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The LBD Spectrum

Lewy body dementia (LBD) is not a single disorder but a spectrum of disorders involving disturbances of movement, cognition, behavior, sleep and autonomic function.

When diagnosing Lewy body dementias, please use the following ICD-9 code combinations:

* dementia with Lewy bodies (DLB)

331.82 – “Dementia with Lewy bodies”
294.1x - "Dementia" with the 'x' determined by presence ("1") or absence ("0") of behavioral disturbance.
(NOTE: Not all insurance carriers process 294.1x codes the same way. Confer with a billing expert before using this code.)

* Parkinson's disease dementia (PDD)

331.82 - "DLB, parkinsonism with dementia, Lewy body dementia, Lewy body disease"
332.0 - "Parkinson's disease"
294.1x - "Dementia" with the 'x' determined by presence ("1") or absence ("0") of behavioral disturbance.
(NOTE: Not all insurance carriers process 294.1x codes the same way. Confer with a billing expert before using this code.)

 

Parkinson's Disease Dementia

Parkinson’s disease (PD) is a common movement disorder that affects 1 in 100 individuals over the age of 60 and 4-5% of older adults over age 85 (approximately 1 million Americans).

  • Original descriptions of PD did not recognize cognitive problems as an important clinical feature. More recently, clinicians have come to realize that PDD occurs often and is among the most debilitating symptoms associated with disease progression.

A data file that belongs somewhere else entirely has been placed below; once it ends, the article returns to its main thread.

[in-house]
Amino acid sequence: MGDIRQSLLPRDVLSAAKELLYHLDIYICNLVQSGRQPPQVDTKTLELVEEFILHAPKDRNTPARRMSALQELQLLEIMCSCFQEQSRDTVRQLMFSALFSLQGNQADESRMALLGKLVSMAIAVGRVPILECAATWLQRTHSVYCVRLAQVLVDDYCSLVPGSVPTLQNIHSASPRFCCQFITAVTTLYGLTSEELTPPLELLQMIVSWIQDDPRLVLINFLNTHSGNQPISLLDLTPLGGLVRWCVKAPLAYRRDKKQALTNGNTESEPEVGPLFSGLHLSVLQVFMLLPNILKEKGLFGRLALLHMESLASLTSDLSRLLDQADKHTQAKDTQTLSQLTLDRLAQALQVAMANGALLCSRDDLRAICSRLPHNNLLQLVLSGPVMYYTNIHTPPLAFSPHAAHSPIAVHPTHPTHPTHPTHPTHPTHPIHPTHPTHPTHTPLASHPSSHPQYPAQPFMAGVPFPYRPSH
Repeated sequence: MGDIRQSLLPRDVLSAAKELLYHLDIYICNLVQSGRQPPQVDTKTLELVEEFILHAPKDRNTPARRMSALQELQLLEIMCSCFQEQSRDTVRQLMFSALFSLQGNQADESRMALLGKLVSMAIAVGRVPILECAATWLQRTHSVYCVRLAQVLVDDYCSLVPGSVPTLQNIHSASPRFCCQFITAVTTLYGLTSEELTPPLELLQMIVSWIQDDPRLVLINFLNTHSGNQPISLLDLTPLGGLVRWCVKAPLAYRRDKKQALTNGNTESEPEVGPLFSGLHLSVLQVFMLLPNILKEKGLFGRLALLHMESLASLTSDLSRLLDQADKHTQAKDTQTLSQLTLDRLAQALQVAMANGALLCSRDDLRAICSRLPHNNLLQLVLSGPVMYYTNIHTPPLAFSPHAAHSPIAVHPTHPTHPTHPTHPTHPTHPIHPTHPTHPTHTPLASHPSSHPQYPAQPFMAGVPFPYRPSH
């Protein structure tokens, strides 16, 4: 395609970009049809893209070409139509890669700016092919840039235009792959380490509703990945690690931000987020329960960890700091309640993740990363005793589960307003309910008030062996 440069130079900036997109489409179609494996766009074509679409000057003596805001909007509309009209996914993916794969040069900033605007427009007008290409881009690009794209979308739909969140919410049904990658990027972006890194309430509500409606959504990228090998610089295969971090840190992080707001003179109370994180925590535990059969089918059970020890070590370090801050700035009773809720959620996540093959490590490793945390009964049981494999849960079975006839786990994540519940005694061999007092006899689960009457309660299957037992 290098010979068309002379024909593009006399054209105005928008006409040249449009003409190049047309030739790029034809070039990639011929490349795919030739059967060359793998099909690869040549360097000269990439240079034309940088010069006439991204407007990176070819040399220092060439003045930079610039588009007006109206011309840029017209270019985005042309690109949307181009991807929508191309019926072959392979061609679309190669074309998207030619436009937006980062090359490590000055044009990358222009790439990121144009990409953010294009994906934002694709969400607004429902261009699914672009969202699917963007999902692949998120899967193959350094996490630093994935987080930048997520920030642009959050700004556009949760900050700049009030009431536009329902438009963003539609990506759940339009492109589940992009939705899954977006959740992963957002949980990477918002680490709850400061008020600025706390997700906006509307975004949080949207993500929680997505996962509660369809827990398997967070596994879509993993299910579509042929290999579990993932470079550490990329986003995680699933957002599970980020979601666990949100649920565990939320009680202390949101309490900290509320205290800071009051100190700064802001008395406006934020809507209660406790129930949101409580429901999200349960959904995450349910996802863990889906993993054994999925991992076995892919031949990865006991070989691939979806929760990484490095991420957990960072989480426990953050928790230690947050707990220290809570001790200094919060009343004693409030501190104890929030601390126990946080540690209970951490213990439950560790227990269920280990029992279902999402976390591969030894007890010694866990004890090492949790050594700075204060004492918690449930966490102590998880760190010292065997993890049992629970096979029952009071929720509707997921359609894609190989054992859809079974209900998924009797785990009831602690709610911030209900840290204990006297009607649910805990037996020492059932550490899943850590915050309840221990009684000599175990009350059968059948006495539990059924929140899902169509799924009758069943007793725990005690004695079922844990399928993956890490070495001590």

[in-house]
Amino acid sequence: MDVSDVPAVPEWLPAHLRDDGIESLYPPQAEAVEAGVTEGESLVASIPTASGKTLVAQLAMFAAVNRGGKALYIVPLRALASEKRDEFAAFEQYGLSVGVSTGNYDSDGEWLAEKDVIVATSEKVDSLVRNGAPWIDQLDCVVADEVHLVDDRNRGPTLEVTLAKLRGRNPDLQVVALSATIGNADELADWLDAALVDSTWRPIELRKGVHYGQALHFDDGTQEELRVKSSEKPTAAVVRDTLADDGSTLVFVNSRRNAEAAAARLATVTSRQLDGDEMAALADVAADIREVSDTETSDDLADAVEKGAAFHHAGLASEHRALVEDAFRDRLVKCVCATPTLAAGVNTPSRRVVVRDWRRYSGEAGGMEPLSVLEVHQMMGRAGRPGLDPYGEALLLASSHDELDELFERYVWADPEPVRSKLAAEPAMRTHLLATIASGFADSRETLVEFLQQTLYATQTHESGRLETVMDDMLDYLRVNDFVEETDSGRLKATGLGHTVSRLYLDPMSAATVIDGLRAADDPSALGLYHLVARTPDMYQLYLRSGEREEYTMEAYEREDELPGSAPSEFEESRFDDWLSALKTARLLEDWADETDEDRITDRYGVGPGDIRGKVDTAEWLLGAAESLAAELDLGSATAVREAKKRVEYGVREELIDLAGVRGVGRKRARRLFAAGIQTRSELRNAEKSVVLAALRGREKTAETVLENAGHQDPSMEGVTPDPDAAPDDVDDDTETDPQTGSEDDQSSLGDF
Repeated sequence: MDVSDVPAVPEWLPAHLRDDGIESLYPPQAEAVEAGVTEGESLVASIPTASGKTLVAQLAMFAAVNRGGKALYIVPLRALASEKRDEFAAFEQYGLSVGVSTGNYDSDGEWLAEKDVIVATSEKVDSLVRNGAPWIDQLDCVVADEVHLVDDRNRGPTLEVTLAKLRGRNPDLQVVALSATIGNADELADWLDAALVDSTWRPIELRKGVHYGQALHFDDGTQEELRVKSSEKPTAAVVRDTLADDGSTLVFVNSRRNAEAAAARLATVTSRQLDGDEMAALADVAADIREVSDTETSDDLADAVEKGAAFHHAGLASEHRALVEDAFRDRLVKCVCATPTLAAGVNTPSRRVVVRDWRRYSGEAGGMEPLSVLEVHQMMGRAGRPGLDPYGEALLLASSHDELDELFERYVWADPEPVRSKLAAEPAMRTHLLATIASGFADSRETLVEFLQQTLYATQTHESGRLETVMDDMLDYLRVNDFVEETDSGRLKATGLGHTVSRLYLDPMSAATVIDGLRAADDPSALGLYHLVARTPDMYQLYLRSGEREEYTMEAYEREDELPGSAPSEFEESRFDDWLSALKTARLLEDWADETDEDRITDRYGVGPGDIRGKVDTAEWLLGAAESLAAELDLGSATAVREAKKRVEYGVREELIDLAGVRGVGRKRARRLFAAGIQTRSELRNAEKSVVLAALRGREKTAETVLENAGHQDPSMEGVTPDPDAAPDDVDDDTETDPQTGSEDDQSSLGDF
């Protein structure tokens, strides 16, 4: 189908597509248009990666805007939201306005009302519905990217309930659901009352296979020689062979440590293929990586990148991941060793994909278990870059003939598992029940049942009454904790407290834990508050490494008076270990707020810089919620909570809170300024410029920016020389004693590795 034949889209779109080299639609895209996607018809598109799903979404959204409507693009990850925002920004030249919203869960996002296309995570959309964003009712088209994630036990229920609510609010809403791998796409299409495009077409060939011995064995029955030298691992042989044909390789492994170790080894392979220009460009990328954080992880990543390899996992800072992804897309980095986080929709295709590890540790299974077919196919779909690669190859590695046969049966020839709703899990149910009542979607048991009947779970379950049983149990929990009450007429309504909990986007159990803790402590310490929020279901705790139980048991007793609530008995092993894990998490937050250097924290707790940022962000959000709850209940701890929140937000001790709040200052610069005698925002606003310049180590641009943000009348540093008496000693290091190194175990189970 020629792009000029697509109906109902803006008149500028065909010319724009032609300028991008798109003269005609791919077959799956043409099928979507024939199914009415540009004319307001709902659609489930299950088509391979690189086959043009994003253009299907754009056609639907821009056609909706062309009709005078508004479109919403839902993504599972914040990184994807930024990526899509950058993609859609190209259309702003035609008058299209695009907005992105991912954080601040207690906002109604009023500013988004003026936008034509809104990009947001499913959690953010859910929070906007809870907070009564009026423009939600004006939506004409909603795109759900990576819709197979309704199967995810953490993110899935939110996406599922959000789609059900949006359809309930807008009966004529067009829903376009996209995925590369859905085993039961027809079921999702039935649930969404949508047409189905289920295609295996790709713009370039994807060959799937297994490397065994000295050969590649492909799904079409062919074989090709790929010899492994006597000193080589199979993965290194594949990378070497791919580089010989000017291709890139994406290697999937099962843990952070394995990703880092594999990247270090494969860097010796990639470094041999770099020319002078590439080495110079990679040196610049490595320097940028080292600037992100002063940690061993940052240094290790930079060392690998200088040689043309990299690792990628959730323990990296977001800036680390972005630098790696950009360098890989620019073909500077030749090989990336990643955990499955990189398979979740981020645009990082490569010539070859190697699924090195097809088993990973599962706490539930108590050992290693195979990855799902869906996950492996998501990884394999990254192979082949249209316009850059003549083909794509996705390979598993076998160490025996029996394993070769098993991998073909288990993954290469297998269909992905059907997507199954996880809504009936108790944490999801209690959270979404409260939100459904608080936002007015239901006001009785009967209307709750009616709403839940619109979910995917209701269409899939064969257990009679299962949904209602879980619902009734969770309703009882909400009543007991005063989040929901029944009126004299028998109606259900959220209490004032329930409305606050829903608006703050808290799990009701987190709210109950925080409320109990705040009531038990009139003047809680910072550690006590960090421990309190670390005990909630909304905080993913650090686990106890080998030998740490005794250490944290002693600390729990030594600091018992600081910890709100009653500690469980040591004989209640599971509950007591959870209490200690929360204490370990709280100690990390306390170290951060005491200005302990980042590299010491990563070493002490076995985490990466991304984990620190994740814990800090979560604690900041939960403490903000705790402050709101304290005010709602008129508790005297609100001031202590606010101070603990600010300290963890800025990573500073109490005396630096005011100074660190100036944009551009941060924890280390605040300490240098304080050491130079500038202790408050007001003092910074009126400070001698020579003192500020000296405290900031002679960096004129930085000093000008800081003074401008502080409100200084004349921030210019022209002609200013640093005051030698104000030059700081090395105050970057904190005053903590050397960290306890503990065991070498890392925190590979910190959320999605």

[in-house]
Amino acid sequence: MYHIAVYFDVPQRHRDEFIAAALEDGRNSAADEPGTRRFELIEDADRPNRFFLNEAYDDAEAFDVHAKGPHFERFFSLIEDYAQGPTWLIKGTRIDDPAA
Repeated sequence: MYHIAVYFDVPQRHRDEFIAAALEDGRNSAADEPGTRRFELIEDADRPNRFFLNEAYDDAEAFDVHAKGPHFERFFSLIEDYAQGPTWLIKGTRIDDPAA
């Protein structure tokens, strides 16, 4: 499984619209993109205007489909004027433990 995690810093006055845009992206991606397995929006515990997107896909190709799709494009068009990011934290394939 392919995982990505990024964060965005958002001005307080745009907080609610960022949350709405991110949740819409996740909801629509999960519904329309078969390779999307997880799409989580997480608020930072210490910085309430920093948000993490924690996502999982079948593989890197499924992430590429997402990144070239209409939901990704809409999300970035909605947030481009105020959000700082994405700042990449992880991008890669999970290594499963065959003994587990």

• It is estimated that each year up to 14% of PD patients over age 65 will develop at least mild dementia. In one study, almost 80% of PD patients developed dementia over an 8 year period, underscoring the high prevalence of dementia in PD.

 

Dementia with Lewy Bodies

In the past two decades, a related dementing disorder (DLB) has been described, characterized by signs and symptoms of parkinsonism, fluctuations in cognition and visual hallucinations.

  • Diagnostic criteria derived from the third consensus conference on DLB and published in 2005 were developed with the awareness that many patients with PD develop dementia, usually within ten years of the onset of motor symptoms. (Diagnostic criteria for PDD were only recently published in late 2007 and include essentially the same combination of symptoms, catalogued a bit differently.)
  • As there are no major clinical differences between DLB and PDD, a somewhat arbitrary diagnostic distinction was affirmed by the DLB consensus authors based on the temporal appearance of motor symptoms and dementia. That is, if motor symptoms precede dementia by more than 12 months, PDD is diagnosed, whereas, if dementia precedes or is concurrent with parkinsonism, then DLB is diagnosed.
  • Because DLB and PDD share many clinical (as outlined in the DLB criteria) and pathological (Lewy bodies) characteristics, both are classified as forms of LBD. 
  • The International Classification of Diseases-9 (ICD-9) code for DLB is 331.82


Source:  "Current Issues in LBD Diagnosis, Treatment and Research" by James E. Galvin, MD, Bradley F. Boeve, MD, John E. Duda, MD, Douglas R. Galasko, MD, Daniel Kaufer, MD, James B. Leverenz, MD, Carol F. Lippa, MD, Oscar L. Lopez, MD, representing the Scientific Advisory Council of the Lewy Body Dementia Association.  May, 2008

LBDA is grateful to the Lewy Body Committee of the Turner Family Foundation for providing financial support to send free resources on LBD to physicians and the families they serve.